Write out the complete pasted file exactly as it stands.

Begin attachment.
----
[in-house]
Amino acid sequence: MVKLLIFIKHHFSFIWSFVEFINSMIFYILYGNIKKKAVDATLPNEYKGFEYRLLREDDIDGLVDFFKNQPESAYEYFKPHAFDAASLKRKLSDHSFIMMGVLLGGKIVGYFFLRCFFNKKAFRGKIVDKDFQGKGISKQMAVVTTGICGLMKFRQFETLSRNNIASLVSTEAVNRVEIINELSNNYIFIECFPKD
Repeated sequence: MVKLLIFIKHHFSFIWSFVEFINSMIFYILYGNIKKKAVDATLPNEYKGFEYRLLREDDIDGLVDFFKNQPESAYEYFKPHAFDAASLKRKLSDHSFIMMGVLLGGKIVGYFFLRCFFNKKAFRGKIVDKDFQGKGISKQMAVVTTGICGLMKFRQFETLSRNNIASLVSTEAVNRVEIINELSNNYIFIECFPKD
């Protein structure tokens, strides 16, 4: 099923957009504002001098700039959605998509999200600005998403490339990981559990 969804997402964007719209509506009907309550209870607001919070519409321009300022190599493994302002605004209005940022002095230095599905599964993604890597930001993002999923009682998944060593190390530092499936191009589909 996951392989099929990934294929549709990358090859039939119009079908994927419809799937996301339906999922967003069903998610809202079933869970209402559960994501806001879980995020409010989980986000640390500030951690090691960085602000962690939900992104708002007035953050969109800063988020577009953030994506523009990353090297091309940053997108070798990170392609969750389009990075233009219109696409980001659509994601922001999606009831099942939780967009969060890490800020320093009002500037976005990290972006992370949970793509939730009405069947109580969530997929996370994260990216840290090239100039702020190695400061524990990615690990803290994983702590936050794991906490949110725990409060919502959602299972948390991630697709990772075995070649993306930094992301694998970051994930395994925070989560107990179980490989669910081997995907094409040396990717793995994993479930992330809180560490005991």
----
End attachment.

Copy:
[in-house]
Amino acid sequence: MVKLLIFIKHHFSFIWSFVEFINSMIFYILYGNIKKKAVDATLPNEYKGFEYRLLREDDIDGLVDFFKNQPESAYEYFKPHAFDAASLKRKLSDHSFIMMGVLLGGKIVGYFFLRCFFNKKAFRGKIVDKDFQGKGISKQMAVVTTGICGLMKFRQFETLSRNNIASLVSTEAVNRVEIINELSNNYIFIECFPKD
Repeated sequence: MVKLLIFIKHHFSFIWSFVEFINSMIFYILYGNIKKKAVDATLPNEYKGFEYRLLREDDIDGLVDFFKNQPESAYEYFKPHAFDAASLKRKLSDHSFIMMGVLLGGKIVGYFFLRCFFNKKAFRGKIVDKDFQGKGISKQMAVVTTGICGLMKFRQFETLSRNNIASLVSTEAVNRVEIINELSNNYIFIECFPKD
């Protein structure tokens, strides 16, 4: 099923957009504002001098700039959605998509999200600005998403490339990981559990 969804997402964007719209509506009907309550209870607001919070519409321009300022190599493994302002605004209005940022002095230095599905599964993604890597930001993002999923009682998944060593190390530092499936191009589909 996951392989099929990934294929549709990358090859039939119009079908994927419809799937996301339906999922967003069903998610809202079933869970209402559960994501806001879980995020409010989980986000640390500030951690090691960085602000962690939900992104708002007035953050969109800063988020577009953030994506523009990353090297091309940053997108070798990170392609969750389009990075233009219109696409980001659509994601922001999606009831099942939780967009969060890490800020320093009002500037976005990290972006992370949970793509939730009405069947109580969530997929996370994260990216840290090239100039702020190695400061524990990615690990803290994983702590936050794991906490949110725990409060919502959602299972948390991630697709990772075995070649993306930094992301694998970051994930395994925070989560107990179980490989669910081997995907094409040396990717793995994993479930992330809180560490005991």